This woman was a teacher, and music was her area of expertise. She coached voice, and many of her former students have come to pay their respects. The choral group she founded has also come to perform one of her favorite selections. Actually, we are told, every selection in today’s service, including the readings, was hand-picked by the woman three weeks before she died.

The service opens with a solo, an adaptation of a song from the Broadway musical Baby, The Story Goes On.

So this is the tale my mother told me
That tale that was much too dull to hold me
And this is the surge and the rush she said would show
Our story goes on

Except in this version the word “teacher” has been substituted for “mother.”

So this is the tale my teacher told me
That tale that was much too dull to hold me
And this is the surge and the rush she said would show
Our story goes on

It is obvious to everyone listening that this young man is a trained vocalist; his performance is practically professional. But there is a bit more to it than that, because his voice carries the emotional crescendos of what can only be described as love.

And all these things I feel and more
My teacher’s teacher felt and hers before
A chain of life began upon the shore of some dark sea has reached to me
And now I can see the chain extending
I am next in the line that has no ending
And thus it is our story goes on

As I sit listening to these words sung with such passion, I think of Mr. Holland’s Opus, the film in which Richard Dreyfuss plays the role of a high school music teacher. When he’s not in the classroom coaching his students, Mr. Holland is at home, working late into the night on a musical score that is surely destined to become his masterpiece. He never publishes it; but in the end we come to see that Mr. Holland’s greatest work was the legacy of love that he passed down through his students. In a sense those students became his masterpiece.

As the song wells up into the final stanza, morning sunlight breaks and streams through the window by my shoulder.

It is as though the sun has risen on a surreal landscape of color.

2013 Trinity Windows 1-10-2013 004

“The Words” — A brief review

It was because he loved the words more than he loved her.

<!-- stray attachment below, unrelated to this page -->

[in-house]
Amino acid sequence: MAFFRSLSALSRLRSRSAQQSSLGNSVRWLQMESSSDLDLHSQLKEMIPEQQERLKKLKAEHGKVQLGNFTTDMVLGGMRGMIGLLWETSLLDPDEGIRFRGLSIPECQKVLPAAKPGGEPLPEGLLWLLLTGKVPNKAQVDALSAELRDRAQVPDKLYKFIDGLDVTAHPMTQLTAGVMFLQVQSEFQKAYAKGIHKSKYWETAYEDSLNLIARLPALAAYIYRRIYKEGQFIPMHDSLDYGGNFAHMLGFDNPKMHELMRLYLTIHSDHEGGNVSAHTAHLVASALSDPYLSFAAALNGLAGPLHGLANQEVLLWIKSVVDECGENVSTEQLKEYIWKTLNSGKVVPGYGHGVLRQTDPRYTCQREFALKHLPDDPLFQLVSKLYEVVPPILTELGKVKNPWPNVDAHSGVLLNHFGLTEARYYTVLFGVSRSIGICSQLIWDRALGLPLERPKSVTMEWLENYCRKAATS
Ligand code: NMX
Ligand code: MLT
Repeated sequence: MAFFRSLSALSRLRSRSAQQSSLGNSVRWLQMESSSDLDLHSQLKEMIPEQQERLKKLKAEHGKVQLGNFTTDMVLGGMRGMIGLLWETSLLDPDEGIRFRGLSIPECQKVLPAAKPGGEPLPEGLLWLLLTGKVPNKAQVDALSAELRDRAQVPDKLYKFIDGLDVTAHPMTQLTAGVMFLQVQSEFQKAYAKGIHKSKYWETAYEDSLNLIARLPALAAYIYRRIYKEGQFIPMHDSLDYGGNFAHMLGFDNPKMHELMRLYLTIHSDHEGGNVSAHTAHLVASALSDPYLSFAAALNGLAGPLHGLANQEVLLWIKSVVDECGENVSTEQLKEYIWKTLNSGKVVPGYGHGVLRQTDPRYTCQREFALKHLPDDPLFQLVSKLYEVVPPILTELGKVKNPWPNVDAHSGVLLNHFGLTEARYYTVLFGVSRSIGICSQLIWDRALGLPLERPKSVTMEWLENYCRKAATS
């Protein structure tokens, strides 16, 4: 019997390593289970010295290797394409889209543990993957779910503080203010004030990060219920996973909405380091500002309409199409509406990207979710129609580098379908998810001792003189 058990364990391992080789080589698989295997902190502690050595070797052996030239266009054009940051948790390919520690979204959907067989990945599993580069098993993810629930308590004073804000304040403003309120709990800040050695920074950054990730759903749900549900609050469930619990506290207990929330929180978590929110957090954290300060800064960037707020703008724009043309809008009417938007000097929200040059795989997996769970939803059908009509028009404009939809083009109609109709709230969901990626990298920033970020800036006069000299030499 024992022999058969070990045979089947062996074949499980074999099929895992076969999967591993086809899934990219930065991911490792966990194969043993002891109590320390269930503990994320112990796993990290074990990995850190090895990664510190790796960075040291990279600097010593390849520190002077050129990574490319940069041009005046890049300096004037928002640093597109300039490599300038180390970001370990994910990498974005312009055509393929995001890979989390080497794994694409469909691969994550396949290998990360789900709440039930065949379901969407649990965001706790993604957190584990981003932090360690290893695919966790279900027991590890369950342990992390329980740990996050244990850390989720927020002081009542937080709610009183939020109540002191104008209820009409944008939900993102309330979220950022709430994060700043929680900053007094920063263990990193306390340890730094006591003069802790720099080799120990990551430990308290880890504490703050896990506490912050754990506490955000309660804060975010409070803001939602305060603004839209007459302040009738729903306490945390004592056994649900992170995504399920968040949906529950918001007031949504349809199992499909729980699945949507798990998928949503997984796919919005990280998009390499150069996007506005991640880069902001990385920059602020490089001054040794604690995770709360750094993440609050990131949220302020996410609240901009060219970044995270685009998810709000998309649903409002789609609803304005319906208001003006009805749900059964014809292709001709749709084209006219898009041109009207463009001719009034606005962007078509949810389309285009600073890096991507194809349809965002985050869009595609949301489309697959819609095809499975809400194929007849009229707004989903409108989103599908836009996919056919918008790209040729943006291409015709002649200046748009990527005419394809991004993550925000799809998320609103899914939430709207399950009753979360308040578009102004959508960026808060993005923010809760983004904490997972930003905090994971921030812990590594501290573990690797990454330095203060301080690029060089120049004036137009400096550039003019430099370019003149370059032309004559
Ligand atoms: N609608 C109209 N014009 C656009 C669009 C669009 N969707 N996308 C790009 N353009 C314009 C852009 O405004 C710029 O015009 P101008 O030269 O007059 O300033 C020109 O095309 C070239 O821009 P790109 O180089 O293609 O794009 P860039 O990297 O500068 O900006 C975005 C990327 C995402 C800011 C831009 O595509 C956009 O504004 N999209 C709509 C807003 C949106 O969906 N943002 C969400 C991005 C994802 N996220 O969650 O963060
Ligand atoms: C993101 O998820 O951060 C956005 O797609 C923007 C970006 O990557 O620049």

Those were the words of the Old Man. Those were the words he spoke to the young writer who had plagiarized his own.

In the feature film “The Words,” directed and written by Brian Klugman and Lee Sternthal, the Old Man (Jeremy Irons) is a fictional character; but like many characters in works of fiction, he speaks truth — the truth about himself as the Young Man, so much in love, yet unable to forgive his beloved when he learns she has lost the manuscript of his novel in a Paris railway station.

Decades later, the struggling young writer Rory Jansen (Bradley Cooper) accidentally finds that manuscript.  He covets the words the Old Man has written, so much so that he copies them verbatim and allows them to be published as his own. And for this he also pays the high price of losing the woman he loves.

Finally, in this convoluted drama there is the writer himself — the successful author Clayton Hammond (Dennis Quaid), who reads sections from his latest book “The Words” aloud. Afterwards, a groupie graduate student (Olivia Wilde) finagles her way into his penthouse to attempt to learn the truth about what happened to the Old Man and the plagiarist in his book. When Hammond tells her, she doesn’t buy it. She thinks he’s lying, because no one — not even a fictional character — can continue to live a lie and still sleep at night.

“There is a fine line between fiction and life,” Hammond tells her. “They come close, very close, but they never touch.”

All of the characters that a writer creates come from inside his head. They might be based on persons from real life, but in the end he makes them up; and because they come from the depths of his being, ultimately they are part of him and he is part of them. There is no other way.

And so the words of the fictional book “The Words” were written by Hammond. Hammond made up the Old Man just like he made up the Young Man, just like he made up Rory Jansen. He gave them life; he gave them the words to speak.

But there’s more to it than that, of course; because even Clayton Hammond himself was created by Klugman and Sternthal. Ultimately, they are the ones who drafted the words of the screenplay.

Writers of fiction might love their words to such an extent that they are prepared to sacrifice the greatest loves of their lives for their work.

Hemingway was such a writer; he never forgave his first wife for losing his early manuscripts on a train in Paris. The Young Man in “The Words” never forgives his young wife for doing the same; and when the young writer Rory Jansen opts to plagiarize the Old Man’s words to please himself and his wife, he loses them both.

Writing — or any sort of great art for that matter — can be a sickness, in which the artist sacrifices everything for the work, even the most precious of human relationships.

“We all make choices in life,” the Old Man says. “The hardest part is to live with them. Nobody can help you do that.”

Bradley Cooper and Jeremy Irons in "The Words," Jonathan Wenk/Cbs Films

Bradley Cooper and Jeremy Irons in “The Words,” Jonathan Wenk/Cbs Films